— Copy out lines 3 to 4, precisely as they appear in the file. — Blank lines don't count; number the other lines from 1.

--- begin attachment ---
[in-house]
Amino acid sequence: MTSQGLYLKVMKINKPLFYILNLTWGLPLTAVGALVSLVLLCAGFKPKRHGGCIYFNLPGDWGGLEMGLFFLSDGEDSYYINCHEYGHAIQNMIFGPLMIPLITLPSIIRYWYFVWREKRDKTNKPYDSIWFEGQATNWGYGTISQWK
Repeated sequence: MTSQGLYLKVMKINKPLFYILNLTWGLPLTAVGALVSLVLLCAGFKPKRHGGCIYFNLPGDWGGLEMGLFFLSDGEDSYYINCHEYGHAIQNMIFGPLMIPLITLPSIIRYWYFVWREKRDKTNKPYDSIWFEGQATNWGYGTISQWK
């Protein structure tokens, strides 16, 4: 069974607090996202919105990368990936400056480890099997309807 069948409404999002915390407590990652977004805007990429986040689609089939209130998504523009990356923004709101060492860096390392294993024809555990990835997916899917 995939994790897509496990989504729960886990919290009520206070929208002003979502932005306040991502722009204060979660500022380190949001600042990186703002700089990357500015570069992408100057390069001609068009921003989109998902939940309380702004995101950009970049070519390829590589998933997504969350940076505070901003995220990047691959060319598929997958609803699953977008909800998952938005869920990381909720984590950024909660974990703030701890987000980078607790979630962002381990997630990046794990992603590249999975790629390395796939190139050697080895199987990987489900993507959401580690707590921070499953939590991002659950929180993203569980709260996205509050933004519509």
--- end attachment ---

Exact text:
Repeated sequence: MTSQGLYLKVMKINKPLFYILNLTWGLPLTAVGALVSLVLLCAGFKPKRHGGCIYFNLPGDWGGLEMGLFFLSDGEDSYYINCHEYGHAIQNMIFGPLMIPLITLPSIIRYWYFVWREKRDKTNKPYDSIWFEGQATNWGYGTISQWK
């Protein structure tokens, strides 16, 4: 069974607090996202919105990368990936400056480890099997309807 069948409404999002915390407590990652977004805007990429986040689609089939209130998504523009990356923004709101060492860096390392294993024809555990990835997916899917 995939994790897509496990989504729960886990919290009520206070929208002003979502932005306040991502722009204060979660500022380190949001600042990186703002700089990357500015570069992408100057390069001609068009921003989109998902939940309380702004995101950009970049070519390829590589998933997504969350940076505070901003995220990047691959060319598929997958609803699953977008909800998952938005869920990381909720984590950024909660974990703030701890987000980078607790979630962002381990997630990046794990992603590249999975790629390395796939190139050697080895199987990987489900993507959401580690707590921070499953939590991002659950929180993203569980709260996205509050933004519509």